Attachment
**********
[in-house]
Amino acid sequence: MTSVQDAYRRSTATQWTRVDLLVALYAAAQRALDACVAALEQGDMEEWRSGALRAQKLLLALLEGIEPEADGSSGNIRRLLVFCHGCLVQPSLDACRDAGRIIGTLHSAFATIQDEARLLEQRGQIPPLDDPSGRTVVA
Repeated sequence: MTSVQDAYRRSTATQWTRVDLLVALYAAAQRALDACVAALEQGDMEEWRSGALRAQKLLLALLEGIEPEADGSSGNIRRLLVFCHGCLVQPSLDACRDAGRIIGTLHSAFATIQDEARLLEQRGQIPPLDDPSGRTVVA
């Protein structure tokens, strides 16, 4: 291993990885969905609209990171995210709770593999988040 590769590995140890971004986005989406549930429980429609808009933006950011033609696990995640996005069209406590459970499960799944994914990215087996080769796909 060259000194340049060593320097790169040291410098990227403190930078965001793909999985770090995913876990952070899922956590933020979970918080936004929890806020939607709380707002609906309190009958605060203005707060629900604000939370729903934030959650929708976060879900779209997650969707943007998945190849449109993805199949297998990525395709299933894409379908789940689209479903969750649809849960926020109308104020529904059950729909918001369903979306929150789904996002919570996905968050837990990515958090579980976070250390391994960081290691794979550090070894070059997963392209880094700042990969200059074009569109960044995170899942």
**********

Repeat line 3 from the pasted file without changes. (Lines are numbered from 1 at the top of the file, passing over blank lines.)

Repeated sequence: MTSVQDAYRRSTATQWTRVDLLVALYAAAQRALDACVAALEQGDMEEWRSGALRAQKLLLALLEGIEPEADGSSGNIRRLLVFCHGCLVQPSLDACRDAGRIIGTLHSAFATIQDEARLLEQRGQIPPLDDPSGRTVVA